Human Monocytes - CD14, CD16 - Ziegler-Heitbrock


CD14 and tolerance to lipopolysaccharide: biochemical and functional analysis


To evaluate the role of the high-affinity monocyte receptor for lipopolysaccharide (LPS), CD14, in the process of tolerance to LPS, the human monocytic cell line Mono-Mac-6 was cultured in the absence or presence of different amounts of LPS. The kinetics of CD14 modulation in these cells showed an initial 4-day period characterized by increased cell-surface expression, rate of biosynthesis (peaking at 48 hr) and release of its soluble forms (sCD14) which correlated with the amount of LPS in the culture. At this time, tolerance to LPS was already established, as measured by tumour necrosis factor-alpha (TNF-alpha) induction, it was LPS dose dependent and persisted up to 15 days. LPS also reduced the cell proliferation rate in a dose-dependent manner. After 8 days and up to 15 days, the CD14 biosynthesis, cell-surface expression and release of sCD14 inversely correlated with the level of LPS in the culture. The 48-hr LPS-pretreated cells showed a slightly decreased CD14 affinity for LPS, a relative high number of CD14 molecules per cells, and desensitization also to a phorbol 12-myristate 13-acetate (PMA) challenge. An anti-CD14 monoclonal antibody (mAb) protected the cells from tolerization when added at the beginning of culture, as revealed by challenge with LPS and PMA. The data indicate that in this model tolerization to LPS (1) precedes CD14 down-modulation, (2) operates by alteration of the receptor affinity for LPS and by a mechanism which affects a protein kinase C (PKC)-dependent signalling pathway, and (3) that CD14 plays a critical role in the establishment of tolerance to LPS. In addition, analysis of the data suggests the existence of a PKC-independent signalling pathway for LPS tolerization and a CD14-independent mechanism for establishing tolerance.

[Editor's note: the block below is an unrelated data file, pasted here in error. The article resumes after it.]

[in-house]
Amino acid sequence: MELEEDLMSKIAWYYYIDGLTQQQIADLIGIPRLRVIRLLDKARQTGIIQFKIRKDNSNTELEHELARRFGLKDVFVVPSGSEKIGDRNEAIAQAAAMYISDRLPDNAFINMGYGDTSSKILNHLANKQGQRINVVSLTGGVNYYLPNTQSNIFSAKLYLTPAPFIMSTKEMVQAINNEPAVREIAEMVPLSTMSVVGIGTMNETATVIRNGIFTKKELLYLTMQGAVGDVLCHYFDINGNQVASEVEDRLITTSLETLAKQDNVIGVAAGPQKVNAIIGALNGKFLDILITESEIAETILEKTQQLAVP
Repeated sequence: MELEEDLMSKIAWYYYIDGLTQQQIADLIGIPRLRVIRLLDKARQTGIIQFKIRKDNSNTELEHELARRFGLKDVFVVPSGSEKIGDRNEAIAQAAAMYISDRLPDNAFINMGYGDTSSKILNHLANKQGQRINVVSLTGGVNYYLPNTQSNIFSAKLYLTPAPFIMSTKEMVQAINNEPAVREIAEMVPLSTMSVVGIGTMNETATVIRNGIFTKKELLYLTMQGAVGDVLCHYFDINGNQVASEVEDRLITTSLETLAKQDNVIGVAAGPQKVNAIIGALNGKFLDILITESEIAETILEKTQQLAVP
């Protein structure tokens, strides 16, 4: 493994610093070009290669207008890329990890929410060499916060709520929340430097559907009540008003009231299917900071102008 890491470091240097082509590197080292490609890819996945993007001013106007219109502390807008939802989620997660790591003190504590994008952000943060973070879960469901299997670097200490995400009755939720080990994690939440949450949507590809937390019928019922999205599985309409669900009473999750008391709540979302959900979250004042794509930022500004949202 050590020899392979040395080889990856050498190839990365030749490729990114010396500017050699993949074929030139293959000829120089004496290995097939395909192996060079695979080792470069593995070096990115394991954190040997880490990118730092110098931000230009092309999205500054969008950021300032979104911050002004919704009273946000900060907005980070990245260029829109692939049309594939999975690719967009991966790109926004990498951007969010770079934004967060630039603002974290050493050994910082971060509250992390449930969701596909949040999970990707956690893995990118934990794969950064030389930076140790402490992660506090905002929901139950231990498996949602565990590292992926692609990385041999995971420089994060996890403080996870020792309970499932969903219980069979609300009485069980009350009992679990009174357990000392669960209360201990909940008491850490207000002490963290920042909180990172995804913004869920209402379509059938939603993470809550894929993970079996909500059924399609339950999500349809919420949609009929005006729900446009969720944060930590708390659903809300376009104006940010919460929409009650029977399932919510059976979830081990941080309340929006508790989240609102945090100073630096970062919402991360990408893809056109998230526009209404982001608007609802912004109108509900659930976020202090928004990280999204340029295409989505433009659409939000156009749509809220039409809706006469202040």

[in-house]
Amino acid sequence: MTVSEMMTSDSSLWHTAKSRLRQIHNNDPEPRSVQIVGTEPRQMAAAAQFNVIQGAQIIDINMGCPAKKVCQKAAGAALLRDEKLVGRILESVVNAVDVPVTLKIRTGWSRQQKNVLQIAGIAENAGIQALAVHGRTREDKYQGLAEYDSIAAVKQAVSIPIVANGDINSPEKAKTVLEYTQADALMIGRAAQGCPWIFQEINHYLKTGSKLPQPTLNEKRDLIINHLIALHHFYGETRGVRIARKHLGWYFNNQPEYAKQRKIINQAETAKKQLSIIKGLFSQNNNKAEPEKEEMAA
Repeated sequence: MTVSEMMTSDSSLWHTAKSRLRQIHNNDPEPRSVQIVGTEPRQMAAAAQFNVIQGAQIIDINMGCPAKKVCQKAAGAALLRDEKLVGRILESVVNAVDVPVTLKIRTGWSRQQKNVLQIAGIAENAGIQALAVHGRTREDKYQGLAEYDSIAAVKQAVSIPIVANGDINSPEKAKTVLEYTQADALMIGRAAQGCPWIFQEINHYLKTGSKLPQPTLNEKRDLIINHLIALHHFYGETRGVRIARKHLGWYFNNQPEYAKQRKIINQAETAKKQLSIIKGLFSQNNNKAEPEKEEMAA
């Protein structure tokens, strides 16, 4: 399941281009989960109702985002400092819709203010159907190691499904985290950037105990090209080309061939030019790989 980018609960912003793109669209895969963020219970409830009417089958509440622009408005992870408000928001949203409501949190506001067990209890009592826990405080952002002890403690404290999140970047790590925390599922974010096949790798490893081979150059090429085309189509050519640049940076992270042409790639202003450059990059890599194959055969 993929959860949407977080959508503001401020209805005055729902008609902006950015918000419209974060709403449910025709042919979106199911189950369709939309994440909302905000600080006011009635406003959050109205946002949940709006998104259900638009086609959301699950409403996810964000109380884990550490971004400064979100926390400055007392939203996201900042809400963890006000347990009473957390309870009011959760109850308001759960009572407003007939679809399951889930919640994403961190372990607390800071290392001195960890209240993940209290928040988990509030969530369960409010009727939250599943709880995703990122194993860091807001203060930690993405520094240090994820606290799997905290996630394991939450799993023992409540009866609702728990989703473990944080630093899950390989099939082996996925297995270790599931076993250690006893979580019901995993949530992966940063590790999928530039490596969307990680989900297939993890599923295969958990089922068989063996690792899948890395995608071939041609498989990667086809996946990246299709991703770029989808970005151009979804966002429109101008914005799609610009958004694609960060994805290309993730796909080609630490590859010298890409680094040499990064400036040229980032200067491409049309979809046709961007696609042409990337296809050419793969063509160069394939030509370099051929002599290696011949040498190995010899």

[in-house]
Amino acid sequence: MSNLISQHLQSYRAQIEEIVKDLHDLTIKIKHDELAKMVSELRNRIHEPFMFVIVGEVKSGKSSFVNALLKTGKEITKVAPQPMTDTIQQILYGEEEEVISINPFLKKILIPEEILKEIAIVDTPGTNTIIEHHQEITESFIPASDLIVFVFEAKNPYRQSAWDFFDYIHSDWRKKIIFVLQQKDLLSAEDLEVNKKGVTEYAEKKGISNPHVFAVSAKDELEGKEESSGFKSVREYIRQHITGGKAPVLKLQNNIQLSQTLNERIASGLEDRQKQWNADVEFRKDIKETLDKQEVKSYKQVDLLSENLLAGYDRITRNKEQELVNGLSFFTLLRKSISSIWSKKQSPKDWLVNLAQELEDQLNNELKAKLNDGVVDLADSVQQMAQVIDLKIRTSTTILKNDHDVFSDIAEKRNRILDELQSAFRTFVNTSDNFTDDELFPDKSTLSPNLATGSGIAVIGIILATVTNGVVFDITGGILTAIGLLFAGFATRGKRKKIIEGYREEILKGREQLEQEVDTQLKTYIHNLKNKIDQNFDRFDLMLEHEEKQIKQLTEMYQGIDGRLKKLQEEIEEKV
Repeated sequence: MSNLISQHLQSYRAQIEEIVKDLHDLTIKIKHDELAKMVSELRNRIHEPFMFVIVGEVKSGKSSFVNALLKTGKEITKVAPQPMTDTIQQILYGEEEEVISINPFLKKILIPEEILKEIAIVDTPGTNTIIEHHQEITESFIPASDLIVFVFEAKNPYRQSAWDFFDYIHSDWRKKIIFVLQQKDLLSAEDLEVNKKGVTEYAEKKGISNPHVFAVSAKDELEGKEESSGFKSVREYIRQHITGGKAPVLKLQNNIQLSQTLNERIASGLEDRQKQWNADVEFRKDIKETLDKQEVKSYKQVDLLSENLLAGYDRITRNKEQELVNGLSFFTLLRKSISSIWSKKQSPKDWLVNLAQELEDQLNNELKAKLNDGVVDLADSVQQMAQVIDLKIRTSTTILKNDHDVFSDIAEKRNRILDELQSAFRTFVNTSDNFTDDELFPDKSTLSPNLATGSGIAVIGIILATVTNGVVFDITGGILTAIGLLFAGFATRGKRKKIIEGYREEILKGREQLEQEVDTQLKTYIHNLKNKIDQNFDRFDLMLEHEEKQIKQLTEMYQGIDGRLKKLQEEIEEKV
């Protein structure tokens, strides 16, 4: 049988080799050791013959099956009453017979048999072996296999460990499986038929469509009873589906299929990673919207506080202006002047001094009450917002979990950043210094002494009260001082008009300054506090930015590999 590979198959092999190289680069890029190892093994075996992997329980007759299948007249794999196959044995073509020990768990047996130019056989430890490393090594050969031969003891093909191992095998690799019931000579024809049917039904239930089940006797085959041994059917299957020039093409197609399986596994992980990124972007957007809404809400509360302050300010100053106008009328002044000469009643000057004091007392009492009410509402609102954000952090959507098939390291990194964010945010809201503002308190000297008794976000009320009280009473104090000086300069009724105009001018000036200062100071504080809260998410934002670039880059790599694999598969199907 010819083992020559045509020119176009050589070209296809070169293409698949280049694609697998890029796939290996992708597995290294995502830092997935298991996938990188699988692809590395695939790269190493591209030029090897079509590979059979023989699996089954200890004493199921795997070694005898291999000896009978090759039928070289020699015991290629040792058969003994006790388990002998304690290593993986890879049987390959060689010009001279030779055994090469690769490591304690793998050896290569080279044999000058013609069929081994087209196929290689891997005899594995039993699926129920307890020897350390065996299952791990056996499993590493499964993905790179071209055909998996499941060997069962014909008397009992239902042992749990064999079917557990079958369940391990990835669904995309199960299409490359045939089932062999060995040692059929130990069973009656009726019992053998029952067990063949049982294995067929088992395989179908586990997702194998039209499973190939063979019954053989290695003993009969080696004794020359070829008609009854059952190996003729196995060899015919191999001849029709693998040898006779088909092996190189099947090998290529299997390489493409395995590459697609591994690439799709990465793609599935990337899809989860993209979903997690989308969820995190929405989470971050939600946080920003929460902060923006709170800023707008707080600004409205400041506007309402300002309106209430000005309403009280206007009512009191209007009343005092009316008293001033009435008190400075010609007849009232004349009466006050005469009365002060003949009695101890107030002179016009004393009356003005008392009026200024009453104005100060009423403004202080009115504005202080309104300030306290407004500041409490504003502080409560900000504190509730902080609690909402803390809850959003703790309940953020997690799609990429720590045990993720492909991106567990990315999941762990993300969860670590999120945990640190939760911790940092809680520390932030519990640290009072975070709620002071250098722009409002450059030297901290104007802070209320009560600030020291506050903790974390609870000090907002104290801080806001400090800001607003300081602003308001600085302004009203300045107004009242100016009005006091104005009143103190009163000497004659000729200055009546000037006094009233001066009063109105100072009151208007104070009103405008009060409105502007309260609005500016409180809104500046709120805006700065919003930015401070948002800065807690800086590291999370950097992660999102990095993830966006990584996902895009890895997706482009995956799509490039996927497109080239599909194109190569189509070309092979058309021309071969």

Authors: Labeta, M.O., Durieux, J.-J., Spagnoli, G., Fernandez, N., Wijdenes, J., Herrmann, R.
Journal: Immunol., 80: 415-423
Year: 1993
PubMed: Find in PubMed